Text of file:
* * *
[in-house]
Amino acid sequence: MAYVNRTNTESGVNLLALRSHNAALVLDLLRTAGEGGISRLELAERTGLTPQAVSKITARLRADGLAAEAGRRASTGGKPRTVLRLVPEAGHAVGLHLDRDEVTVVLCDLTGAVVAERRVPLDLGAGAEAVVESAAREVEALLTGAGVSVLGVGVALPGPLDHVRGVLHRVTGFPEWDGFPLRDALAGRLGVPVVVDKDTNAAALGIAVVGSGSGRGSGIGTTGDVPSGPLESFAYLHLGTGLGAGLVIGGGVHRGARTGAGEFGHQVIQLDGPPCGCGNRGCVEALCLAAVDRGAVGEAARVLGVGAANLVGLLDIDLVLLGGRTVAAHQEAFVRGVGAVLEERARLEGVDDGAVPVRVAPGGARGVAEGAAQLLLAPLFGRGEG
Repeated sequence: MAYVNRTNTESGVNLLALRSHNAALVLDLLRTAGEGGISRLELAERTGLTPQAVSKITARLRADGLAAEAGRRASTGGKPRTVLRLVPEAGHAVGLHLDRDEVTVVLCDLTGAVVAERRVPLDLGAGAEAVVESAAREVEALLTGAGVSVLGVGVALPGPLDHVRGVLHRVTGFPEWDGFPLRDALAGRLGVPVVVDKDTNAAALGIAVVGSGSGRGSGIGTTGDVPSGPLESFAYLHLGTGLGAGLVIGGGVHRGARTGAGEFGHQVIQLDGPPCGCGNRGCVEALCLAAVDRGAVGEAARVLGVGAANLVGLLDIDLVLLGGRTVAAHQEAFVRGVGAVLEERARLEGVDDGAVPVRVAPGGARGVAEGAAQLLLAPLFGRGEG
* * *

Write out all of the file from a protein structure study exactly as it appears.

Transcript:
[in-house]
Amino acid sequence: MAYVNRTNTESGVNLLALRSHNAALVLDLLRTAGEGGISRLELAERTGLTPQAVSKITARLRADGLAAEAGRRASTGGKPRTVLRLVPEAGHAVGLHLDRDEVTVVLCDLTGAVVAERRVPLDLGAGAEAVVESAAREVEALLTGAGVSVLGVGVALPGPLDHVRGVLHRVTGFPEWDGFPLRDALAGRLGVPVVVDKDTNAAALGIAVVGSGSGRGSGIGTTGDVPSGPLESFAYLHLGTGLGAGLVIGGGVHRGARTGAGEFGHQVIQLDGPPCGCGNRGCVEALCLAAVDRGAVGEAARVLGVGAANLVGLLDIDLVLLGGRTVAAHQEAFVRGVGAVLEERARLEGVDDGAVPVRVAPGGARGVAEGAAQLLLAPLFGRGEG
Repeated sequence: MAYVNRTNTESGVNLLALRSHNAALVLDLLRTAGEGGISRLELAERTGLTPQAVSKITARLRADGLAAEAGRRASTGGKPRTVLRLVPEAGHAVGLHLDRDEVTVVLCDLTGAVVAERRVPLDLGAGAEAVVESAAREVEALLTGAGVSVLGVGVALPGPLDHVRGVLHRVTGFPEWDGFPLRDALAGRLGVPVVVDKDTNAAALGIAVVGSGSGRGSGIGTTGDVPSGPLESFAYLHLGTGLGAGLVIGGGVHRGARTGAGEFGHQVIQLDGPPCGCGNRGCVEALCLAAVDRGAVGEAARVLGVGAANLVGLLDIDLVLLGGRTVAAHQEAFVRGVGAVLEERARLEGVDDGAVPVRVAPGGARGVAEGAAQLLLAPLFGRGEG